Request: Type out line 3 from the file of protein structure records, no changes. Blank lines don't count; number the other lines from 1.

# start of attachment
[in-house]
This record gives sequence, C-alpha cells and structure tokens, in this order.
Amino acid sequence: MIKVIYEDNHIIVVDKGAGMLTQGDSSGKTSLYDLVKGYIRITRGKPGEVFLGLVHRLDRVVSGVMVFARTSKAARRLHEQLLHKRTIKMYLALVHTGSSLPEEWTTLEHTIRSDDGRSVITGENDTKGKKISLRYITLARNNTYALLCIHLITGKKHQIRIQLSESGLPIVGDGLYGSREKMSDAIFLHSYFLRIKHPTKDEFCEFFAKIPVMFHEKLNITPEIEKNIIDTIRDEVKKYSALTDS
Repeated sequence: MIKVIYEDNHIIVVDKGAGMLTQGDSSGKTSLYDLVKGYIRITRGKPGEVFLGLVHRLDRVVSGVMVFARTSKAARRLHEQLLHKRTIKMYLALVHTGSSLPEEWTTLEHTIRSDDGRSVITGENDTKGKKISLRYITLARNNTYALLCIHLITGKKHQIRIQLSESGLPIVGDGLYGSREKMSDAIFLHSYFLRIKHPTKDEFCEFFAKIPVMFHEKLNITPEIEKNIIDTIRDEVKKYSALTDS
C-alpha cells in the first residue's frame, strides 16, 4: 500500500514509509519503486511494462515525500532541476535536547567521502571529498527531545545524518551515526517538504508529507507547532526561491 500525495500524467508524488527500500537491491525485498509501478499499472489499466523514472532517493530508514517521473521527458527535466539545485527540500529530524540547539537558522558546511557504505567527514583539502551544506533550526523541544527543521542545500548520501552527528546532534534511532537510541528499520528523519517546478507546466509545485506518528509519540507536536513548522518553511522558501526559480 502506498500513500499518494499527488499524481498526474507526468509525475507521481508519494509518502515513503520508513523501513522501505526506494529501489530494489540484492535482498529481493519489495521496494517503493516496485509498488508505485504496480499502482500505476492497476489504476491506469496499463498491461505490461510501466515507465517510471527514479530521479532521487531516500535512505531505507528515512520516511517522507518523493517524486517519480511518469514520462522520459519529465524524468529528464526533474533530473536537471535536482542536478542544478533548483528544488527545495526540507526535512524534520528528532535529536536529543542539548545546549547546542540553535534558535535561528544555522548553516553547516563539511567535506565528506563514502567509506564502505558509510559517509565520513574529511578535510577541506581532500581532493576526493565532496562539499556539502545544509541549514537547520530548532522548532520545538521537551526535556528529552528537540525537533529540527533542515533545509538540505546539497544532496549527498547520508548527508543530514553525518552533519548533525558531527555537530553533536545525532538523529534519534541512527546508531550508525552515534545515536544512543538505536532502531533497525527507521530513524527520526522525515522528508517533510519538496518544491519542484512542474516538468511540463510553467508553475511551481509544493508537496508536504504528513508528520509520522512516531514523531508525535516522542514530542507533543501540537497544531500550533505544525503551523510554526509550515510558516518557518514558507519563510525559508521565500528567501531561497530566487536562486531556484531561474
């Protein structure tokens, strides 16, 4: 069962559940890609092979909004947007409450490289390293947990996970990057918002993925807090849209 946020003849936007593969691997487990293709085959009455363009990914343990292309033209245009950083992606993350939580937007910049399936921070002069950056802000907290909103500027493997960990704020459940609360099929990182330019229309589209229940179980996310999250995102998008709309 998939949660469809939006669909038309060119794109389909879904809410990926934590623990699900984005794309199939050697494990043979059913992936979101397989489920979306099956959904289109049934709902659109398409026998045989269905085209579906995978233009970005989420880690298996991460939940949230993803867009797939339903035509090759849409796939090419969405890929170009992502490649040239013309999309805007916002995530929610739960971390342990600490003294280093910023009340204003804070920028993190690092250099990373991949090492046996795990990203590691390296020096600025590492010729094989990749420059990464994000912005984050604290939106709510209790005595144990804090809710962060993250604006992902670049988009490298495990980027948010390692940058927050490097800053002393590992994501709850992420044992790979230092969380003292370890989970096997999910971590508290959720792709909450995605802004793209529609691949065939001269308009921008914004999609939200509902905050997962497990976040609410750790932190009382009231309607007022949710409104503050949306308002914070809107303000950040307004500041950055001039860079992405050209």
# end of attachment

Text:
Amino acid sequence: MIKVIYEDNHIIVVDKGAGMLTQGDSSGKTSLYDLVKGYIRITRGKPGEVFLGLVHRLDRVVSGVMVFARTSKAARRLHEQLLHKRTIKMYLALVHTGSSLPEEWTTLEHTIRSDDGRSVITGENDTKGKKISLRYITLARNNTYALLCIHLITGKKHQIRIQLSESGLPIVGDGLYGSREKMSDAIFLHSYFLRIKHPTKDEFCEFFAKIPVMFHEKLNITPEIEKNIIDTIRDEVKKYSALTDS